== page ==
foobar on computers, software and the rest of the world


Another DRM infested music store closes - music becomes worthless

, posted: 25-Jul-2008 10:30

Back in April I wrote about Microsoft's music store closing, thus rendering any music purchased from that store worthless. Why? The music is DRM infested, and thus will stop playing after they switch off their servers that are needed for license verification. Now something just like it is happening with the Yahoo Music Store. It is closing later this year and their servers are being shut down. Your music won't play if you every try to move it to a different computer.

As I said before: Our computers need to do with our data what we want them to do, not what somebody else determines. We need to stay away from technology that is designed to take away our freedoms: Definitely anything with DRM and non-free systems such as Skype, the iPhone or Windows Vista (even if it's called Mojave).

Update, July 29: Yahoo has now agreed to do the decent thing and refund their customers in full. That is nice, and hopefully will show more content providers that DRM is a very costly proposition on many different levels.

Other related posts:
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Comment by tonyhughes, on 25-Jul-2008 11:41

So why are you blogging on Geekzone? This is all non-open-source, running on Windows??

I am not being a prick, as an open source fan (but probably not as deeply as you) I am genuinely interested in your response.


Author's note by foobar, on 25-Jul-2008 11:53

@tonyhughes: I know that Geekzone runs on Windows software for some inexplicable reason. I guess a lot of services provided over the Internet are not exactly open. Some use other people's closed software, such as Geekzone who uses Microsoft. Others write their own closed software (Google) to run their services, or start with open software and modify it (Google) or just use some unmodified open source software (Google).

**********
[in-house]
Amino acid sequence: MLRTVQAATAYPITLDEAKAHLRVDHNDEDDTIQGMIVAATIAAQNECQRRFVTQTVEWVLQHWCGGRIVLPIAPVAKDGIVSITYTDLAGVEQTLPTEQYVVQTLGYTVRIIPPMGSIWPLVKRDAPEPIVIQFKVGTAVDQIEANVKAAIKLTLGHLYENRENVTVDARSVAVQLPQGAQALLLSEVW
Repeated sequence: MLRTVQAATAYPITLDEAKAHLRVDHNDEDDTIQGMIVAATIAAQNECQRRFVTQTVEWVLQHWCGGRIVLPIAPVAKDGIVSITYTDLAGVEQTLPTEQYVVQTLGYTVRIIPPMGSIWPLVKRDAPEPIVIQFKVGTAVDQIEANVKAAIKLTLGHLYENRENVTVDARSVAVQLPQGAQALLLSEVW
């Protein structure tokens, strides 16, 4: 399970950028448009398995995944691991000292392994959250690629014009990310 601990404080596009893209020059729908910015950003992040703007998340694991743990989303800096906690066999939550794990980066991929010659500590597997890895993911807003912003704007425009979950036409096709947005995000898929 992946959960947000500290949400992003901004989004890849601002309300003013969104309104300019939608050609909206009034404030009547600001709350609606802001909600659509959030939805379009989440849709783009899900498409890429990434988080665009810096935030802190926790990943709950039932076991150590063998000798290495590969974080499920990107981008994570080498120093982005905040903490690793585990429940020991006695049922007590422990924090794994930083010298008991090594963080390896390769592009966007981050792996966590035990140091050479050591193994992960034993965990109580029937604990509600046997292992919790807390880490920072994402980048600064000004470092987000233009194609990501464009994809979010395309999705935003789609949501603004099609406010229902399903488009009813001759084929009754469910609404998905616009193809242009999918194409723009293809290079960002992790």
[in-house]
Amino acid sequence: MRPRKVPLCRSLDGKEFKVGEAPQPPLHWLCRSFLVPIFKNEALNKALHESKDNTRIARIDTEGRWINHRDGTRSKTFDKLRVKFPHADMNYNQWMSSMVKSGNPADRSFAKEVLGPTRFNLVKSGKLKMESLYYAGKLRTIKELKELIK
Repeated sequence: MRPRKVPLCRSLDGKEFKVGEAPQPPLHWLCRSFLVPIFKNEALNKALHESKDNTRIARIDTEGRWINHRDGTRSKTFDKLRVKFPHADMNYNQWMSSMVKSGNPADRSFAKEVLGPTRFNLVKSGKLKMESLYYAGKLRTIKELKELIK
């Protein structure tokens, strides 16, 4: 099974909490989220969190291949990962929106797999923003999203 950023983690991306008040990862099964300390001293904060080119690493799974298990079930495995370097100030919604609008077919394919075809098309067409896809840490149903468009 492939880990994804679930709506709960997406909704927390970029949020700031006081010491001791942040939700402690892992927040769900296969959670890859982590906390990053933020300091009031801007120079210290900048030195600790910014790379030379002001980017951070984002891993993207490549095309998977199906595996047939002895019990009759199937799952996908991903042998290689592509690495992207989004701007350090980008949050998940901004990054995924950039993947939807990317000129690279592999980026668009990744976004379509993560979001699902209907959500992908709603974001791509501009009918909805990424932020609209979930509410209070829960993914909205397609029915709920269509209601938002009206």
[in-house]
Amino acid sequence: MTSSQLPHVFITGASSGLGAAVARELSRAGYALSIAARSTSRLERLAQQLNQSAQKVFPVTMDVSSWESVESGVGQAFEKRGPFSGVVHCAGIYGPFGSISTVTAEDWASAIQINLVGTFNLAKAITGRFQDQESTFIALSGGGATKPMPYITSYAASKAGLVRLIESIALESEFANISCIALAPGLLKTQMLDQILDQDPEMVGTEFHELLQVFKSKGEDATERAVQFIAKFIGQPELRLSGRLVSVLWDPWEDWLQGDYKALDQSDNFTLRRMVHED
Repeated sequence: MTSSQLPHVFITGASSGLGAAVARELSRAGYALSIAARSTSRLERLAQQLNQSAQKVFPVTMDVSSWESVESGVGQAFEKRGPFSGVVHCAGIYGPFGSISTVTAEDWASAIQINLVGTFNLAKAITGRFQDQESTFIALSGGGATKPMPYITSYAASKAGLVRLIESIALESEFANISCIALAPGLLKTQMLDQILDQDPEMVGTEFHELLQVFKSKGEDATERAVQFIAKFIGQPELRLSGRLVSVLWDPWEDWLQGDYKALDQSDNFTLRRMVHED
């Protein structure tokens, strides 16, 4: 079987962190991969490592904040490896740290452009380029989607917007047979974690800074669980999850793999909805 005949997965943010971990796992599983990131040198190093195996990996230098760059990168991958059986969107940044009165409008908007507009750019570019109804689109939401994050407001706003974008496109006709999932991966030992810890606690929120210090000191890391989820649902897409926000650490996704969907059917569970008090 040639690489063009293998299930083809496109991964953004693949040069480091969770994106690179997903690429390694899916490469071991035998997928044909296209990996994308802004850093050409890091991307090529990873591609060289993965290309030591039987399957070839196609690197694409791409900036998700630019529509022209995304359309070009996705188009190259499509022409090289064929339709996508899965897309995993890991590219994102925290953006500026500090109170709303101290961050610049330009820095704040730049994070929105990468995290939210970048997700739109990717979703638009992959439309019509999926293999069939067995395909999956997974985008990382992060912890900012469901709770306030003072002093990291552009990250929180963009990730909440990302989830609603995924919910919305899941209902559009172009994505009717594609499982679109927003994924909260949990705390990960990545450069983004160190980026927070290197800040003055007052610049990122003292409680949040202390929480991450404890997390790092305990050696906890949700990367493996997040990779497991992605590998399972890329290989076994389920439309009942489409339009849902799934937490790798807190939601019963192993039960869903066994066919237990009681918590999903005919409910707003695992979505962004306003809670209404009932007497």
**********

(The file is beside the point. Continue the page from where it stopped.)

The operating systems of various routers and switches are also not open source, but I can hardly avoid them when I want to go online, can I?

I think we need to draw the line when it comes to our own data. I don't use web-mail for my real e-mail, because I would like to know what happens with my data. I don't rely on proprietary software or online services for calendaring, working with my documents, etc. It's my data, I would like to keep control over it.

The data I put on Geekzone is rather public though, and since I publish it, I relinquish control over it anyway. Thus, the fact that Geekzone runs proprietary software (along with the routers transporting my data from my computer to the Geekzone servers) is quite irrelevant.

What peeves me the most is that due to my job I am forced to use Skype, even after the most recent relevations about it. Man, I wish I could avoid using that piece of software.

I guess it can be summarised: Avoid proprietary software whenever you can, use it if you absolutely have to, but be very careful with it. Don't just use it out of convenience.


Comment by P2P Lover, on 27-Jul-2008 02:12

Ever though I NEVER purchased ANY music online and have had no experience with any type of DRMed music I think that DRM music is total bullshit! Why would someone go off and "buy" a song that you can only use on a computer and only when you connected to the internet(correct me if I'm wrong)??? Lets say you're paying like $2.00 for 1 song, a full CD that has 12 tracks cost you around $18. Thats $1.50 a song, no DRM BS which means if you want to make a copy or rip it and put it on your MP3 player or on a MP3 CD or stream it to your XBox 360 from your PC you can! Where do these online music "stores" get off charging you more to "buy" (I almost want to say rent but you have more access to the things you rent!) ONE song/track that you can't do JACK with! And the music industry is wondering why people are "breaking the law" and downloading "illegal" pirated music! WAKE UP RIAA & the music industry! Time to take a LONG hard look at your ancient business model and adept to the times and give up the DRM if you EVER want people to pay for something that currently they can get for free without the restrictions and that actually allows them to use it how THEY WANT TO unlike your "legal" product!!! FOOLS!


Comment by freitasm, on 29-Jul-2008 09:16

At least Yahoo! is going to refund users...


Author's note by foobar, on 29-Jul-2008 09:28

@freitasm: Yes, I saw that this morning. I will write an update into the article.


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New Zealand


  • Who I am: Software developer and consultant.
  • What I do: System level programming, Linux/Unix. C, C++, Java, Python, and a long time ago even Assembler.
  • What I like: I'm a big fan of free and open source software. I'm Windows-free, running Ubuntu on my laptop. To a somewhat lesser degree, I also follow the SaaS industry.
  • Where I have been: Here and there, all over the place.




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